Ringkøbing i middelalderen
ResuméRingkøbing in the Middle Ages
The last 25 years have seen frequent archaeological excavations in the medieval market town of Ringkøbing. In this paper, the author presents the results and weighs them against the written and cartographic sources in order to gain an overall picture of the emergence and development of the town during the Middle Ages (Fig. 1).
Over the years, several local historians have dealt with the history of Ringkøbing. They based their investigations exclusively on the few medieval sources referring to the town, however, and the main issues they concentrated on were the reason for the town being situated exactly there, the origin of its name, its age, and whether it had grown out of an earlier settlement or had been a planned construction. In the first known reference to Ringkøbing, the town is called “rennumkøpingh,” or “the town at Rindum” (Fig. 2). Rindum, or “rennum,” was the rural parish, which had transferred some of its land to the town.
A town prospect from around 1677 depicts the small town as seen from the north, with ships anchored on the fjord (Fig. 3). It gives a good impression of the number of streets and their directions. Nevertheless, the first reliable survey of the market town is from the early 19th century (Fig. 4).
Ringkøbing is situated on the northern coast of Ringkøbing Fjord, on the edge of a moraine hill, well protected against floods. From the early days, Ringkøbing’s existence was inextricably linked with the navigation conditions on the fjord. Geologists have pointed out that during the Middle Ages the present islands in the tidal area south of Blåvandshuk continued further north, to Bovbjerg. This row of islands is visible on a chart from the mid-16th century (Fig. 5). On the chart, one of the islands is called “Numit,” which is interpreted as “Nyminde,” or “the new mouth.” Huge floods during the 17th century started a major process of drifting of material from the north along the coast, and the channels between the islands sanded up. Just one channel remained navigable, but it moved southward and eventually closed up completely (Fig. 6), which was a disastrous development for Ringkøbing. Nevertheless, during the Middle Ages, ships could still pass unhindered from the sea into the fjord and to Ringkøbing, where they could trade and take in supplies and water.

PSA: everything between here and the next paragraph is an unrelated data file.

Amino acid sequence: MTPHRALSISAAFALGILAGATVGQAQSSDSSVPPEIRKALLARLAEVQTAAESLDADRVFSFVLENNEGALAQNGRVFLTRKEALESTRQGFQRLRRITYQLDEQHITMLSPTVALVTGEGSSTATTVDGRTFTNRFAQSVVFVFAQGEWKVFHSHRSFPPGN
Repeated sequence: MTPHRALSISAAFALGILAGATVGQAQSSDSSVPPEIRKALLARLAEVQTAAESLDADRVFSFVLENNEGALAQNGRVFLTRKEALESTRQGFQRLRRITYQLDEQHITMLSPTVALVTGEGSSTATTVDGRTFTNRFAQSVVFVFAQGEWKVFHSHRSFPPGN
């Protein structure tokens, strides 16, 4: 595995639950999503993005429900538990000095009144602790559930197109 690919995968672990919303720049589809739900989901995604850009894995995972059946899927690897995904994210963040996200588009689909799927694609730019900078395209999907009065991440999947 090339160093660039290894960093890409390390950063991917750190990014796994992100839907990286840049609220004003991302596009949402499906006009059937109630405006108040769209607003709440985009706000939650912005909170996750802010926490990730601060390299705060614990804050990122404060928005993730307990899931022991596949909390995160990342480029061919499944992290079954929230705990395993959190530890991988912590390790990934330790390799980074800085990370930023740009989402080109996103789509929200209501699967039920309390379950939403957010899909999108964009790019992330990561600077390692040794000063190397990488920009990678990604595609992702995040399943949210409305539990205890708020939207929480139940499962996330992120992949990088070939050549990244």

Ringkøbing is situated in an area which has been inhabited since the last Ice Age, and which was especially rich during the Iron Age. By the mid-13th century the area was divided into districts and parishes, and the market town sprouted up in the middle of a well functioning agricultural region.
The first actual excavation took place in Ringkøbing in 1978, when the property of Vester Strandgade 14 was investigated by Ringkøbing Museum. An area measuring 44 square metres was examined, and the excavation revealed part of the medieval town (Fig. 7). At the bottom of the excavated area, several furrows observed in a 15 to 20-cm thick humus layer indicated that the area had been farmed right up until the beginning of the activities there in the medieval period. Of the two ditches registered in the area, the earlier one had been dug into the ploughed field, whereas the later ditch was situated approximately in the middle of the medieval culture layer (Fig. 8). Twenty-three post-holes were found, but unfortunately their relationships to each other could not be determined. An extensive layer with a 3.4-metre diameter turned out to be the remains of a well, the shaft of which had been built from granite boulders (Fig. 9). A small bronze buckle was found at the bottom of the well (Fig. 10), and several sherds of imported pottery from around 1300 were found in the filling around the well shaft.
The layer sequence was visible in the walls, with the yellow-brown moraine gravel at the bottom, then the above-mentioned humus layer with furrows, and then the homogeneous, grey, medieval culture layer. Above this an earthen floor from the 17th century was visible in several places. The upper layer, with a thickness of c.60 cm, was modern.
The medieval layer contained large amounts of pottery sherds, mainly from locally produced grey-brown globular vessels. The rim sherds were from two main pottery types, A and B. Type A, which constitutes the largest group, has the classical, almost S-shaped rim (Fig. 12), whereas type B is characterized by an outward-folded edge creating a flat inner rim (Fig. 13). Both types exist concurrently throughout the medieval culture layer.
The glazed pottery sherds represent two types, locally produced earthenware (Fig. 14), and imported pottery. Both types were present in the Vester Strandgade excavation. Of the imported sherds, 39 are from green-glazed jugs with a “raspberry” decoration (Fig. 15). These jugs were produced in the Netherlands around 1300. Sherds from German stoneware found in the medieval layer date from the same time (Fig. 16).